Yet the letters do exist — many of them archived, many not. While “Mister Rogers’ Neighborhood” is remembered as Rogers’ legacy, that was only ever half of it. His message to the world was fully realized in these thousands upon thousands of intimate one-on-one written correspondences.
Numerous people from Rogers’ life — friends, co-workers, family members — talked to us about these letters. We also interviewed authors, scholars and archivists, as well as people who maintained various levels of written correspondence with Rogers. They helped us understand why his trove of correspondence has remained overlooked, and what a world that perennially needs Rogers might still learn from this otherwise untapped resource.
‘He was offering you a relationship’
Dear Mr. Rogers,
You do such a good job on TV. It’s fun when we do the Neighborhood of Make-Believe.
I am a boy. I am five years old. I like to play around with my sister. I like to read books. I am a real good reader.
I love you Mr. Rogers.
That handwritten letter, dated Aug. 1, 1991, changed the trajectory of Matthew Fagerholm’s life. A month after he mailed it, Fagerholm received Rogers’ personal response — “much to the astonishment of my parents,” Fagerholm recalled during a recent email exchange with the Deseret News. As a child growing up in Illinois, Fagerholm had written several letters to other famous children’s TV hosts, but the most he’d ever received back was a signed headshot.
Rogers’ reply, by contrast, was warm, specific and thorough: a five-paragraph response to the eight sentences Fagerholm had first written him.
At the end of the letter to Fagerholm, Rogers wrote:
Now you can write a whole letter by yourself. It takes a lot of practice to write well. I’m proud of the way you’re growing, and I hope you are, too.
Your television friend,
“Now you can write a whole letter by yourself” — Fagerholm explained that, as a child, this particular sentence felt deeply empowering and motivated him to continue writing.
“Yet it was his careful attention to every one of my sentences that provided me with the profound affirmation that my words mattered,” Fagerholm added. “I don’t believe I would be currently employed as a writer if I hadn’t grown up with his show.”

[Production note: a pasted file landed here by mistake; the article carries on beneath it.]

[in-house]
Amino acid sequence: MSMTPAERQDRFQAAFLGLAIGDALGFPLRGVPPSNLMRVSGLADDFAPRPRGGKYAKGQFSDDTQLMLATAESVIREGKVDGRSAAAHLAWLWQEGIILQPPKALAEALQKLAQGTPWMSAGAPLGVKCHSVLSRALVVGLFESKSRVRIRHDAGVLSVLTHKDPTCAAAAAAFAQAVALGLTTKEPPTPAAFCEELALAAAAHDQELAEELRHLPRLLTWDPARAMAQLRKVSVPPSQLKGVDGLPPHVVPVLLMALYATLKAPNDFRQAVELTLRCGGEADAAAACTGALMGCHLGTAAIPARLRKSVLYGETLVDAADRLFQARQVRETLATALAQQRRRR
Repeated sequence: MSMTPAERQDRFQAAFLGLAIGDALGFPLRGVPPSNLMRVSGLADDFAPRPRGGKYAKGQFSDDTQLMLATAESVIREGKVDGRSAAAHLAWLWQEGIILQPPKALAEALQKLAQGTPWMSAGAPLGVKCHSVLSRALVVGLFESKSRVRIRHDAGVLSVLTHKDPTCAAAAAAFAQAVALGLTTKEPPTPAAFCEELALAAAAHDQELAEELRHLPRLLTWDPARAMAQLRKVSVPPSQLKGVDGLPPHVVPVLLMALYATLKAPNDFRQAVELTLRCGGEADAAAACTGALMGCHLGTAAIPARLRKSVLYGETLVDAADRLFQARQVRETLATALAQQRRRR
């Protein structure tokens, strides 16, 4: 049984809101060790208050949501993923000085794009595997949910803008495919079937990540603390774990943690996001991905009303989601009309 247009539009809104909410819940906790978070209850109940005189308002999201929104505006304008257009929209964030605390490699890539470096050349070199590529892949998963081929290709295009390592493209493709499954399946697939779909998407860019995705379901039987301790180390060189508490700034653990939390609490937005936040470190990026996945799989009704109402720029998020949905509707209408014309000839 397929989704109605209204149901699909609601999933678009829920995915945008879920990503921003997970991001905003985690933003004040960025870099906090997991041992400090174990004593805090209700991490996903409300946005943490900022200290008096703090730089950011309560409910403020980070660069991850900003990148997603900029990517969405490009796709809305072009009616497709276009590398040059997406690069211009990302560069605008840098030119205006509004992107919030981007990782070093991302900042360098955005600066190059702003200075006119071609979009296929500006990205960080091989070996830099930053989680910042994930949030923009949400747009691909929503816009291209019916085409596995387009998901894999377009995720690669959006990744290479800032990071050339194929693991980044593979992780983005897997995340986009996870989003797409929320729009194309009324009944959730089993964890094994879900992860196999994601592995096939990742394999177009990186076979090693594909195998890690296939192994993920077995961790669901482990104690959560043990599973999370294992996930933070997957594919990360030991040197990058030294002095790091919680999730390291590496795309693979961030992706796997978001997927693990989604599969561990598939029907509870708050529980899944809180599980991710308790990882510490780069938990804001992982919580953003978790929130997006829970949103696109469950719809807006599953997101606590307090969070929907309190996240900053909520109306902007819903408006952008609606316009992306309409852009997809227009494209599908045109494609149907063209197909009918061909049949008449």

Fagerholm is now an assistant editor at RogerEbert.com. In 2019 he hosted Morgan Neville, director of the acclaimed Fred Rogers documentary “Won’t You Be My Neighbor?” for an onstage Q&A at the annual Ebertfest film festival. During the Q&A, Neville mentioned that for a time, Rogers received more mail than anyone in America.
“To him, it wasn’t a chore,” Neville told the crowd. “When a child wrote to him, that was a real relationship. And in a way, being able to minister to children one-on-one through letters was almost more satisfying to him than just the show.”
Hedda Sharapan, who met Rogers in 1965 and worked on “Mister Rogers’ Neighborhood” for its entire 31-season run, was closely involved with the program’s viewer mail. During a recent interview with the Deseret News, she said Rogers viewed his written correspondence as part of his mission. She remembers Rogers reading viewer mail first thing every day at their office.
“The mail was so important to Fred,” Sharapan explained. “When you think about it, he was doing his communicating to a television camera, and wanting to be really helpful, offering meaningful communication to children. But you have no idea who’s on the other side, or how they’re reacting.
“He was offering you a relationship,” she added, “and the letters brought the other side of that relationship.”